This blog post has been written by Kim, CEO of Rockin Green Eco-Friendly Cleaning products, and shared with her permission. I believe this is an important topic for any parent looking into cloth nappies or those that already use them. Some of the things Kim has brought up in this blog post are things that I have also explained to our customers. We have to remember, reusable does not mean indestructable!
Some of the points mentioned aren't necessarily even the way I do things (for example, our nappies are usually washed with cold water although occassionally washed on warm) but overall the article brings up some great points.
Enjoy the read and I'd love to hear your thoughts on this too.
What is the oldest nappy in your stash?
When I started in the cloth diaper community nearly 7 years ago, the industry as we know it was in its infancy. Many of the diaper brands that we know and love today where still a few years from hitting the market, while others where just starting to break out of work-at-home status and moved into warehouse-needed-now status. It was an exciting time for the cloth diaper community!
With the rise of the “modern” cloth diaper- we suddenly were using things like PUL, TPU, Microfiber, Suede cloth, Fleece, Bamboo and hemp….all fabrics that our grandmothers never dreamt of using on their little one’s bottoms. They were stay dry, soft, and colorful and helped propel the industry into a force to be reckoned with.
Unfortunately over the years, I believe that there has been a mis-representation about the life span of these modern cloth diapers. Marketing claims, mis-informed customer service representatives, and hopeful parents all say that cloth diapers will LAST from birth to potty training. Many believe that these diapers should last through multiple children (or owners) and still look new. While this mis-representation might seem harmless enough…..some might even say it’s just semantics… I have seen it begin to whittle away at the very industry that I know and love.
Here are a few reasons why:
- Customers have unrealistic expectations about the life span of their diapers, and may be inclined to bash manufacturers of diapers for not holding up to their promises.
- Manufacturers are replacing diapers that have long since passed their life expectancy, to keep customers happy. These replacements prevent them from having the funds needed to give raises, create new and innovative diapering products, or even keep their lights on.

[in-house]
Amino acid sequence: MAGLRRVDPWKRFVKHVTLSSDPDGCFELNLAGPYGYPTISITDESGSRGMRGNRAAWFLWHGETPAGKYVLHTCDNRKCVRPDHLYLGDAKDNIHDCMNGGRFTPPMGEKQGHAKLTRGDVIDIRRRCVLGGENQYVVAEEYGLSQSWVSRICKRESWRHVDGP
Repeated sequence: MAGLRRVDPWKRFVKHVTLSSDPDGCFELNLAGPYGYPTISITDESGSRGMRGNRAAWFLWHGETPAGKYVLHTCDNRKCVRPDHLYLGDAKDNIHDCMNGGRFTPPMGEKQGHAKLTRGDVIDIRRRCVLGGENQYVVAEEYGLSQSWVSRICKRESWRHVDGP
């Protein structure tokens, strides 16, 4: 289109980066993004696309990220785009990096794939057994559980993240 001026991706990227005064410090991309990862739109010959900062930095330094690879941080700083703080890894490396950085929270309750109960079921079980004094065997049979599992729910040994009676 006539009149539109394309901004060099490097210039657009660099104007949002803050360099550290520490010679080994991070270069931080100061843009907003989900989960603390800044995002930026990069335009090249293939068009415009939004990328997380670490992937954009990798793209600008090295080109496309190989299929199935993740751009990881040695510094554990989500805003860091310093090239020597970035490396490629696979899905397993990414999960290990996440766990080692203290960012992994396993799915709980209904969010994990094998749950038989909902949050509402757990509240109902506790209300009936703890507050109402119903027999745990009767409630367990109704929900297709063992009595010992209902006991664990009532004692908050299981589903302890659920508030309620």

- Store owners are replacing diapers long since their life expectancy to keep customers happy, cutting into already slim profit margins.
- Price increases will ultimately follow. Manufactures price their products taking into account the cost of making that diaper, paying their employees, and factoring in profit margins for retailers. But they may not have factored in the cost of making 2 or even 3 diapers into the overall cost structure. In order to stay in business, they may have to increase the cost of diapers overall to cover the costs of unnecessary warranty claims.
As a detergent manufacturer- we have a lot of customers that cloth diaper. It’s a great eco-friendly option for a lot of parents. Because of that, we spend a lot of our time understanding the science behind these “modern” cloth diaper fabrics- I have spent countless hours researching, talking to chemists, and fabric manufacturers about the pros and cons to these components and wanted to share some of my knowledge with you. So please, follow me this week as we de-construct the modern cloth diaper and talk about the realistic expectations we should be putting on our diapers and their life expectancy.
But first a little math for you:
The average cloth diaperer washes every 2.5 days, so a diaper is washed approximately 146 times a year…or 438 times if you use a diaper for birth to potty training.
That’s a lot of washes!
*Buying used is a trend in cloth diapers that can prove even more disappointing. You don’t know how many washes that diaper has already endured!
Think about this in terms of a normal piece of clothing- like a t-shirt. If you wore that shirt, once a week it would undergo 52 washes a year. It would take almost 8.5 years to equal the amount of washing that 1 cloth diaper is subjected to. IF that shirt stood up to 8.5 years of washing- what would it look like? My guess is you would have a faded, holey t-shirt suitable for cleaning counters.
So why do we expect more of our cloth diapers?
First things first, let’s look at the lifespan of elastic. Generally speaking elastic is going to be the first thing that will go on your diapers.
A diaper manufacturer has a few options when it comes to choosing elastic for their diapers- they have to factor in cost as well as life span expectancy when choosing the right material. The main two types are:
- Rubber/Latex Based (Woven/Braided and some Fold Over Elastic (FOE)- Life Expectancy Approximately 1 year.
Rubbers are solids that are made by crosslinking polymers. Polymers form entropic springs whose stiffness increase as the temperature increases.” (1) Basically this means: The hotter the water/dryer the quicker your Rubber/Latex based elastic wears out.
- Nylon- (FOE)- Approximately 1 year- Nylon begins to degrade when temperatures go over 50 degrees c or 122 F. (6)
So basically, no matter what type of elastic the manufacturer chooses temperature makes a huge difference in the life expectancy of the diaper. As we see from the chart above- and according to GE, dryer temps range from 125-135 degrees which can begin to degrade elastic.
Tip: To prolong the life or your elastic- or at least to get the full year out of it- avoid the dryer all together and hang dry. If you must use the dryer, avoid stretching elastic when warm as this will stress the polymers at their most fragile state.
Now we are going to talk about the inside part of the diaper. This can be microfiber, cotton, bamboo and hemp just to name a few.
The most common are: